National Defense Authorization Act (NDAA)
On Friday the House passed the $619B NDAA by a vote of 375-34. The bill will move to the Senate this week, where it is expected to receive similarly strong support and easy passage. The bill reflects a compromise of the House and Senate versions passed out of committee earlier this year. The compromise provides for $9B in overseas contingency funding (OCO) versus the $18B in the original House version of the bill. The $9B in OCO directs $3.2B for readiness shortfalls in the base budget, and $5.8B for troops in Afghanistan and operations in Syria. See the text of the NDAA here.
See the HASC summary of the bill here.
Despite the relatively good news of agreement and compromise on the NDAA, appropriations will take months longer than previously anticipated. This week Speaker Ryan and Leader McConnell agreed to the incoming administration’s request to extend the continuing resolution (CR) into March, and possibly April. The time is expected to give the Trump team an opportunity to put its stamp on any funding agreement, while also allowing the Senate time to process the myriad confirmation hearings required in order to seat a new cabinet.
Fourth Annual Reagan National Defense Forum
- Generally very positive impressions of the defense spending outlook in the Trump administration with some caveats:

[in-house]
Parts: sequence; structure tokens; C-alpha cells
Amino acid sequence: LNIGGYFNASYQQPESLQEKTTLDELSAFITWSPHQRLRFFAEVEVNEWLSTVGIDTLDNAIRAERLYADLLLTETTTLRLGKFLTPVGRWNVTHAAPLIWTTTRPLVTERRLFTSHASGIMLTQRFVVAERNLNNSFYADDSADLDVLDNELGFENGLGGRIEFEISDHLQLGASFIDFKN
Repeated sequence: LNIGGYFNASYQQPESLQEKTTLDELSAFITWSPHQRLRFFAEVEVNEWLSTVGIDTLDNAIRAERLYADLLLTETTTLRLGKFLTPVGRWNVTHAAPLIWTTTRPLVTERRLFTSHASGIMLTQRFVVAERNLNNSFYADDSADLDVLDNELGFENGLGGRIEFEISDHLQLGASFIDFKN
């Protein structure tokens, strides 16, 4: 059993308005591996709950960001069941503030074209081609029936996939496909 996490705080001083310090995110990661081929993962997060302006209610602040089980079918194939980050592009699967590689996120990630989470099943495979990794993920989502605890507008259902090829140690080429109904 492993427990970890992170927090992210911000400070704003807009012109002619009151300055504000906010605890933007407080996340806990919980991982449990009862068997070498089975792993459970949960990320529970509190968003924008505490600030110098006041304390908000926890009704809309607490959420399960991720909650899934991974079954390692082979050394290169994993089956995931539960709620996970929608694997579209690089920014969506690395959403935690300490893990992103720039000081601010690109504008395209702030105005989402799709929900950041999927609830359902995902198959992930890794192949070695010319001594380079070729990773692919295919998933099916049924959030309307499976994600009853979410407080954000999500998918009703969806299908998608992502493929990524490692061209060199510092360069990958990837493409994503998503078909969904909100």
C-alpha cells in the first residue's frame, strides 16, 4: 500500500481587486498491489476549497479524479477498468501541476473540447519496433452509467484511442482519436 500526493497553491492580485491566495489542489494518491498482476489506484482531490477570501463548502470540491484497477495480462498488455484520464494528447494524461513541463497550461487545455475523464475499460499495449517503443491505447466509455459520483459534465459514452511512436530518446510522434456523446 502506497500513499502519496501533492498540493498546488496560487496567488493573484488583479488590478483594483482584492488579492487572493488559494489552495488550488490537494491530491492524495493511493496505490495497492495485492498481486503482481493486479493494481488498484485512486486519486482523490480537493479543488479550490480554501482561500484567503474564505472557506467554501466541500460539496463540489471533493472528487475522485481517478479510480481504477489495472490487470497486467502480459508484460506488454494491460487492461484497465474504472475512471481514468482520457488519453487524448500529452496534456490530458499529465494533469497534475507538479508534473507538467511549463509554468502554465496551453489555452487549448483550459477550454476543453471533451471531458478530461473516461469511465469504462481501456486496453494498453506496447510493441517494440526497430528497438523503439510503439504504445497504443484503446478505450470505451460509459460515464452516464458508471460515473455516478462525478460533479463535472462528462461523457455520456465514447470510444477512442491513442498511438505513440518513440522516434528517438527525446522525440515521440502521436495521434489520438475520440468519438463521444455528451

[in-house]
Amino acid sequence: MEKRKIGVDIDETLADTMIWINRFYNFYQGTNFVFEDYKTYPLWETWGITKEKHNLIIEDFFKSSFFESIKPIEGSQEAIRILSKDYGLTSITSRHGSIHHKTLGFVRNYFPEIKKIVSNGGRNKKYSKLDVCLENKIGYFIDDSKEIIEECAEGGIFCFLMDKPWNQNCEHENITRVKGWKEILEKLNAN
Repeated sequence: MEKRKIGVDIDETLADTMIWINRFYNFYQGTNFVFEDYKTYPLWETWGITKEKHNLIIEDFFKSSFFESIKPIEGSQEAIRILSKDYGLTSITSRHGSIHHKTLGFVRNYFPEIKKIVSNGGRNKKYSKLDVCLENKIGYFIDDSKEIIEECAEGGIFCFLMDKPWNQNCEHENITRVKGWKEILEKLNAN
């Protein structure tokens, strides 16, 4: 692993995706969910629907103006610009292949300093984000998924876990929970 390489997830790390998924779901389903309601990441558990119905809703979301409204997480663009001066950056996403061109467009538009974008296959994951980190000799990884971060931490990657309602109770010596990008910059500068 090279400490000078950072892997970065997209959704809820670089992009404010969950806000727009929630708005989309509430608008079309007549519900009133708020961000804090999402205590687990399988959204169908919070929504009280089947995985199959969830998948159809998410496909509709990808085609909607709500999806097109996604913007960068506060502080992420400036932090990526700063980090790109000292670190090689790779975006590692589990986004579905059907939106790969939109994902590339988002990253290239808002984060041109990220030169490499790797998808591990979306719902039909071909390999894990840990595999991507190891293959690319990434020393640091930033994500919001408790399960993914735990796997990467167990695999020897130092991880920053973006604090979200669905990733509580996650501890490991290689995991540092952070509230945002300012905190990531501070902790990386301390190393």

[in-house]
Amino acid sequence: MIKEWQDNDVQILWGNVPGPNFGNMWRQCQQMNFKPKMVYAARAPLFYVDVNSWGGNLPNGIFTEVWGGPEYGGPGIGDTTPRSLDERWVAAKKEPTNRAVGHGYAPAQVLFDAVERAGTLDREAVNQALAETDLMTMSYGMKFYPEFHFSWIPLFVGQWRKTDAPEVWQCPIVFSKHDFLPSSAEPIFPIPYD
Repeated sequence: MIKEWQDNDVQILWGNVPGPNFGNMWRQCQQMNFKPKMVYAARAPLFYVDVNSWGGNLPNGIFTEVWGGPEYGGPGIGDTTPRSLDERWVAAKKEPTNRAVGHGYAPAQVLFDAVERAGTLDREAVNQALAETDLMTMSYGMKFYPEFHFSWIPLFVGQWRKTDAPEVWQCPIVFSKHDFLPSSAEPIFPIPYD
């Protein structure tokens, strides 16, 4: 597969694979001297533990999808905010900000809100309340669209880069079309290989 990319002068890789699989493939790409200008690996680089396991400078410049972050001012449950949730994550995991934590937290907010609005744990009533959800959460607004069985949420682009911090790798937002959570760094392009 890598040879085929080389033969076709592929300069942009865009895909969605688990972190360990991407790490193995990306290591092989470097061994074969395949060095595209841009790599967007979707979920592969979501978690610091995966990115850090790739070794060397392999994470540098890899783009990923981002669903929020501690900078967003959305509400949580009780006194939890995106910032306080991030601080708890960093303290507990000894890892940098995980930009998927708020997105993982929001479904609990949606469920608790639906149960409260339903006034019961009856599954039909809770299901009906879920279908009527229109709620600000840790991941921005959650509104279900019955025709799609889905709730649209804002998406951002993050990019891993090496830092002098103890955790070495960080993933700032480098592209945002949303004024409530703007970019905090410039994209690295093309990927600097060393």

- As a practical matter, increases in defense spending and relief or repeal of sequestration, non-defense elements of government will have to receive some relief as well, although not necessarily equal relief
- Despite Republican control of the House and Senate, Democrats in the Senate can impose the 60 vote threshold and prevent passage of funding legislation – Republicans won’t be able to just force everything through
- The nomination of General Mattis is universally appealing to the defense industry and Congressional defense leadership.
- Senator Gillibrand (D-NY), a member of the Senate Armed Services Committee, has indicated she will not support the required legislative waiver for General Mattis to serve in this civilian role less than 7 years since his departure from active duty. The waiver legislation, supported by Chairman McCain and many others, may be a test case to see how difficult Senate Democrats will make the confirmation process for the Trump administration. Senator Gillibrand’s resistance can force a 60 vote requirement in the Senate, or we could see her use the leverage to force the Senate to revisit her previously failed legislation requiring changes to the pentagon’s handling of sexual assault cases. Look for the latter at this point.
- A supplemental funding request of between $6B and $9B is imminent. It is generally viewed as a welcome relief valve softening the impact of the CR. This supplemental will likely be passed soon after the new Congress forms in January.
See the recently published calendars of the new 115th Congress below.